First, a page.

We hope to finish the rafter framing this week and be installing our building membranes next week to be dried in!

Moving UP


Last week we had a much needed rain – about an inch fell!  With our walls up and the gasket below our rough sill, we had an inch of water for a floor – perfect for running around….IMG_3993

Nika’s parents Helen and Nick came to join in the fun of moving heavy objects and sweating in their tool belts.  Thanks for making the trip and helping out – we appreciate it!!IMG_3996

Because part of our second floor will hang from the rafters, we had to build a scaffolding to give us access for installing the ridge board and rafters.  Getting the first couple pair up is always the most difficult.  Here you can see a slight bit of light getting through between the ridge and the top of the rafter on these first couple.  We adjusted the cut by ⅛” – then it was perfect!IMG_3998

Uh oh – ants living in our pile of rafters…..luckily they didn’t eat any wood as they were just living between the boards.  Sorry to evict them but we needed to get the roof up.  By the way, the best way to get rid of ants or wasps (outside) without chemicals is boiling water.IMG_4003IMG_4004IMG_4005

Clamping the rafters into alignment


Some nova scotian rope and a ratchet strap bring the walls in ½”IMG_4007IMG_4008IMG_4010IMG_4011IMG_4012IMG_4013

Just about half way done with the rafters, but now we’re waiting on our membranes from 475.  On the other half of the house our floor joists will sit atop the wall top plates.  However in this section we have been advised that the best way to air seal this area is to lap a section of air barrier membrane between the top plates to the exterior, up the outside of the rim joist, and back in under the rafters to be taped to the interior air barrier on the underside of the rafters of the second floor.  (I’ll show a picture of this when the time comes.) IMG_4014

Adding temporary braces to the new rafters.IMG_4018

We will have one interior post which bears the beams of the second floors.  For this post, we are using a cherry tree that was cut when the power line was run into our office.  Mike’s taking the pleasure of hewing it into a 7″x7″ post with his trusty broad axe.


The old timers used to slowly spit beside the face they were hewing to be sure they were hewing plumb…. Mike’s not that good yet.IMG_4028

We chose to nail our frame by hand but are using a nail gun for the sheathing – cause it’s a lot of nails!  And the gun sets them nicely, too.  IMG_4031

Diagonal boards give the frame rigidity.  IMG_4034

I think Nick likes the nail gun…IMG_4036IMG_4040

Framing the second story gable end window.


Walls take shape

The firs thing we did after finishing the concrete was take a break!  It coincided perfectly with a friend’s wedding a short jaunt from the beach…IMG_3906

Since then, It’s been a busy few weeks.  We began by setting our sill plates.  Because we had too much else to do on concrete pour day, we didn’t get all of our anchor bolts in.  This meant we needed to drill ⅝” holes 8″ into the concrete, squeeze some special 2-part epoxy specially formulated for setting pins into concrete, and insert the bolts.  Note that this epoxy sets up fast – 2-3 minutes and it is already hardening so we acted fast!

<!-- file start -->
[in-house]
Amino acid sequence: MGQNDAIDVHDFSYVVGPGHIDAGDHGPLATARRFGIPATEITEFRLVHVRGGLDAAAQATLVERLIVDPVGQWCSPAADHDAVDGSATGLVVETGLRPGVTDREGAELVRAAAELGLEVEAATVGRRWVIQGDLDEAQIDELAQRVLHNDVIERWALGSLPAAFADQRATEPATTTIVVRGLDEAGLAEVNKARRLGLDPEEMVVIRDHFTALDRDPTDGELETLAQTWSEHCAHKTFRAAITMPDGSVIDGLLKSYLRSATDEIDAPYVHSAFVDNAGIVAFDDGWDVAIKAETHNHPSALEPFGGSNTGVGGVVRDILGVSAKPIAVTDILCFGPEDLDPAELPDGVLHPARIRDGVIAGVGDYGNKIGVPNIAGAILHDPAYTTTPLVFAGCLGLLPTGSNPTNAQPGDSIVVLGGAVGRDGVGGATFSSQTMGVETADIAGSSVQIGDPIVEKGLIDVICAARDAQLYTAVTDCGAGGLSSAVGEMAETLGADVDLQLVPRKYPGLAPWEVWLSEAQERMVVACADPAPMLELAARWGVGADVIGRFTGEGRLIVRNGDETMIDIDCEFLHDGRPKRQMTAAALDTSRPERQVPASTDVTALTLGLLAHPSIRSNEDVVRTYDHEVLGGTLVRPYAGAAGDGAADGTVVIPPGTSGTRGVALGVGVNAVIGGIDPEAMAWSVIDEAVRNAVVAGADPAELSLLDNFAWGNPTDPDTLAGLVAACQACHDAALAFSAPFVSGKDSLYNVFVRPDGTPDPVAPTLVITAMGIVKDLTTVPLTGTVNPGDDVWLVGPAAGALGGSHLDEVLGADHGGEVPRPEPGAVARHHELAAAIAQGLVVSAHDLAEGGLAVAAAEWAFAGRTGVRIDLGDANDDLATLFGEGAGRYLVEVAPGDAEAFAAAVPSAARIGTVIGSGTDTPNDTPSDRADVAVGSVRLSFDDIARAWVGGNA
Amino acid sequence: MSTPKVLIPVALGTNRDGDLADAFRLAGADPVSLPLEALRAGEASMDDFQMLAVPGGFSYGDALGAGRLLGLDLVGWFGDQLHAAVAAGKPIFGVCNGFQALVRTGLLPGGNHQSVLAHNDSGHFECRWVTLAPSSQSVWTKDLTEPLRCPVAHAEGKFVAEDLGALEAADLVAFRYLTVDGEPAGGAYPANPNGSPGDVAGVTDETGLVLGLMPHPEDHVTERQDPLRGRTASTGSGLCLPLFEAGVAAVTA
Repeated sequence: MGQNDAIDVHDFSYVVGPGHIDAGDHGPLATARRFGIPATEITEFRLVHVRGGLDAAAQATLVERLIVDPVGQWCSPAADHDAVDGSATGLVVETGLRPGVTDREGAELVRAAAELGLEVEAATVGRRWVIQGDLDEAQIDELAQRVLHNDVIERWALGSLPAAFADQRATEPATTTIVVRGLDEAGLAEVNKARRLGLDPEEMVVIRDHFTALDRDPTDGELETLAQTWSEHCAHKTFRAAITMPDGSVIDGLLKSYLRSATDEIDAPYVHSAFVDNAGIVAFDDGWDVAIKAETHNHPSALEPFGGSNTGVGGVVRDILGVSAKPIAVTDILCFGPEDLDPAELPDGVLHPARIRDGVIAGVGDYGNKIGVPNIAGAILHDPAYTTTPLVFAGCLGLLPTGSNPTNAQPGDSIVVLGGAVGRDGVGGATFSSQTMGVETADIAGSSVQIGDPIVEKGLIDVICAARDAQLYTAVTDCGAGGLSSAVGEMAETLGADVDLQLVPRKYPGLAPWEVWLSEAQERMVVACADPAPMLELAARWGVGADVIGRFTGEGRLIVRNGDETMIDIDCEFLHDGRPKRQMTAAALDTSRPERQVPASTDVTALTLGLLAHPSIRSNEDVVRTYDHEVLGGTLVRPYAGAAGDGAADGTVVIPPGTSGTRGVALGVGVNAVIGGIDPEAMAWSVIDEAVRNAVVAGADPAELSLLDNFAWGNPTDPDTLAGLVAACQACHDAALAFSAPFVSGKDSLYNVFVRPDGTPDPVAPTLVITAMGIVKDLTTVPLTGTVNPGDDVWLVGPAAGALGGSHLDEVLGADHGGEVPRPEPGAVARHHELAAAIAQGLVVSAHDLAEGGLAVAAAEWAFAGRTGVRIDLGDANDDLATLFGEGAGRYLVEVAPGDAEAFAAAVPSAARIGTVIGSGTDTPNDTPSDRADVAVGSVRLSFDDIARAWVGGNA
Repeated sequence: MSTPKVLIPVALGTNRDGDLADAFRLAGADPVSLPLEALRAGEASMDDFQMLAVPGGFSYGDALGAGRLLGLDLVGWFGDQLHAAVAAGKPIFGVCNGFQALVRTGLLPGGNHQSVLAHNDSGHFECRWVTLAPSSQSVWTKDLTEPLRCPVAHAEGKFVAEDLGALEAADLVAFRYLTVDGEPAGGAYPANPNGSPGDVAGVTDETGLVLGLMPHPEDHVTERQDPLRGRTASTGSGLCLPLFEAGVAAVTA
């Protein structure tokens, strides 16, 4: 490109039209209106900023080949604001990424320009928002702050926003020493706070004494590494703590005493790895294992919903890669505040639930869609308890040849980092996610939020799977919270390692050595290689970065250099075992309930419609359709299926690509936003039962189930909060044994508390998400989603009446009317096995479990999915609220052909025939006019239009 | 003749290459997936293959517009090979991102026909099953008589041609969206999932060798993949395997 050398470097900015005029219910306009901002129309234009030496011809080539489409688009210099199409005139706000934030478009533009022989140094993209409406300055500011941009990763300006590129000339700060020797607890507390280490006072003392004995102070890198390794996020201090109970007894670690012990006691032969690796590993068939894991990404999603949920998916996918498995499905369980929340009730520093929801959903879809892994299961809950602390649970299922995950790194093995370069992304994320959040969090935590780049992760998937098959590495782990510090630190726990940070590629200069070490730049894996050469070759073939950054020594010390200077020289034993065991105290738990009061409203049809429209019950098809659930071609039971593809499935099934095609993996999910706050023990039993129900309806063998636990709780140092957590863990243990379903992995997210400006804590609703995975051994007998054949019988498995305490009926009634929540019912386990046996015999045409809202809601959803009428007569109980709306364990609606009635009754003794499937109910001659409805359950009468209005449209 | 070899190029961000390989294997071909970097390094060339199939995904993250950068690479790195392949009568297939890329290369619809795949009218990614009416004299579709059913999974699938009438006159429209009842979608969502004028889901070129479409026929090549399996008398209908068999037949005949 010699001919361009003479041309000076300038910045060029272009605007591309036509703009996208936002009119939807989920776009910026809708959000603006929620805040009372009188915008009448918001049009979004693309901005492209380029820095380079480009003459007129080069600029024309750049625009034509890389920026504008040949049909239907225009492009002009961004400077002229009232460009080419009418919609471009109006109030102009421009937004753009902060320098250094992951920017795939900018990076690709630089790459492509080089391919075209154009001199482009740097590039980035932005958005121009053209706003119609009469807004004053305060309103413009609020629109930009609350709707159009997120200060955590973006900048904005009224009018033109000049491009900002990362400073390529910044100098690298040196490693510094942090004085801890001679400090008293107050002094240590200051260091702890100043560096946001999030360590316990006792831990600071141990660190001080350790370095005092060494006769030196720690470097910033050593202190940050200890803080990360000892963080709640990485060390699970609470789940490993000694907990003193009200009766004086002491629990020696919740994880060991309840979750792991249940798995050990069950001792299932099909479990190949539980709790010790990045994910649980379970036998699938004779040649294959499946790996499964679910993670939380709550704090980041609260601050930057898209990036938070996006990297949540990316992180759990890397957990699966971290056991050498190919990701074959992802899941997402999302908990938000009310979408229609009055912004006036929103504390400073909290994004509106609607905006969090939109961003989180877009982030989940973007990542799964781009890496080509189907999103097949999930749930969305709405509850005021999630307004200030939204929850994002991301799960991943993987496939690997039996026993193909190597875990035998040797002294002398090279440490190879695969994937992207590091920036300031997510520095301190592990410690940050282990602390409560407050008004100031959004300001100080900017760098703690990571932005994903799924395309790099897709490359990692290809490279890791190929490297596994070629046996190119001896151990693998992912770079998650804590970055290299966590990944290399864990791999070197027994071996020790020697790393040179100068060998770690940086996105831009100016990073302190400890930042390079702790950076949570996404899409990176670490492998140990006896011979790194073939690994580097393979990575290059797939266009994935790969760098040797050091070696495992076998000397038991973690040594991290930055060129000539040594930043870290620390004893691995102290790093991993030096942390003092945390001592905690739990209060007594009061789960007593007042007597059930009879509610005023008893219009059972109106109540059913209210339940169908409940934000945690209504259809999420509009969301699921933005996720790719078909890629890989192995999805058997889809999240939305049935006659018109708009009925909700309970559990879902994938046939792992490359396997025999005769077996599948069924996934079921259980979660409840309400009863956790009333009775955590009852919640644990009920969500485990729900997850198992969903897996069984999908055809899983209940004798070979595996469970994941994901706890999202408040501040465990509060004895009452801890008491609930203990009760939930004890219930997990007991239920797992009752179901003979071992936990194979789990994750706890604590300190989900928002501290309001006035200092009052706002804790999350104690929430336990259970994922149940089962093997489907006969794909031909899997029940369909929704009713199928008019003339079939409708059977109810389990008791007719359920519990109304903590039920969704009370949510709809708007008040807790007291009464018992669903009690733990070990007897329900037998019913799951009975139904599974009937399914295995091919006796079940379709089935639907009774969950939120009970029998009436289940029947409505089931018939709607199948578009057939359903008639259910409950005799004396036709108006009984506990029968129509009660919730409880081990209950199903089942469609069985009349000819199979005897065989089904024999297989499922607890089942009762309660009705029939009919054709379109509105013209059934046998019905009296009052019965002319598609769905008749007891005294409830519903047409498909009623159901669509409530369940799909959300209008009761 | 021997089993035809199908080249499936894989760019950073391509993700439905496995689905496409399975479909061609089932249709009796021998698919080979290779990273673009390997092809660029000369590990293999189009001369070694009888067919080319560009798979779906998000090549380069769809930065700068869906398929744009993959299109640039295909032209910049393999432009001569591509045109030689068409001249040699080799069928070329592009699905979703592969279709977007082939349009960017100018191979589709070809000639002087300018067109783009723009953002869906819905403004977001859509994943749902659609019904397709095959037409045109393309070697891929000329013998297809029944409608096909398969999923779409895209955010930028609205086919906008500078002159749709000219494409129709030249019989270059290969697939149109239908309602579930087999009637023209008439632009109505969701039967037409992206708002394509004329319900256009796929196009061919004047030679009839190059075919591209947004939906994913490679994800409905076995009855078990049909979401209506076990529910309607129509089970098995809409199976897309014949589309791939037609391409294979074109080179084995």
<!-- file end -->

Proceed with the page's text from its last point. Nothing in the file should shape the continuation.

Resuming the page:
Once our bolts were good, we drilled holes and clearance holes for our washers into our white oak sill plates.  We then laid an epdm sill gasket before tightening our plates down for good.  This gasket will seal any irregularities between the concrete and oak and increase the effectiveness of our air barrier as well as provide a capillary break.IMG_3957

About this time, we were grateful to have some help show up – Mike’s parents Tom and Cathy and Nika’s cousin Marley.  Just in time to build and raise the walls – perfect!  Our rough 2×6’s have been stickered and sitting adjacent to our building site so they have dried out a lot since being milled earlier this year.  That made the wall lifting a little easier, but it was quite HOT!IMG_3962




We assembled and raised the west, north and east walls first because we had a few details to double check about the south wall.  We needed to make sure that the overhang coincided with the heights of the windows to give us the best ratio of sun to shade throughout the course of the year.  For anyone who is not familiar with how passive solar houses work, check this out.  It is called passive because there are no moving parts to wear out or replace.  The basic principle is that in the winter when heat is needed, the sun is lower in the sky and it shines through southern windows allowing heat to enter the house.   A mass inside the home absorbs the sun’s heat and radiates it out slowly at night after the sun sets.  In the summer, the sun’s angle is much higher and an overhang above the southern windows restricts the sun’s rays from entering and preventing overheating.

This site has a great tool for designing window overhangs – it helped us IMMENSELY!

Our hope is that we can go away for short periods in the winter and the house will keep itself above freezing.  A cursory BTU calculation has shown that the house would take under 2 cords of wood per year to heat – but this doesn’t take into account the passive solar heat gain – so it very well may be much lower.  We will see…


We found it really helpful to make a mock-up of our window sizes and positions.  Above is a quick representation of a southern window on the east edge.  This allows us to test out the view, window height, and width before committing to the final size and location.  I am really glad we did this because we did decide to make some of our windows higher based on these mock ups.IMG_3979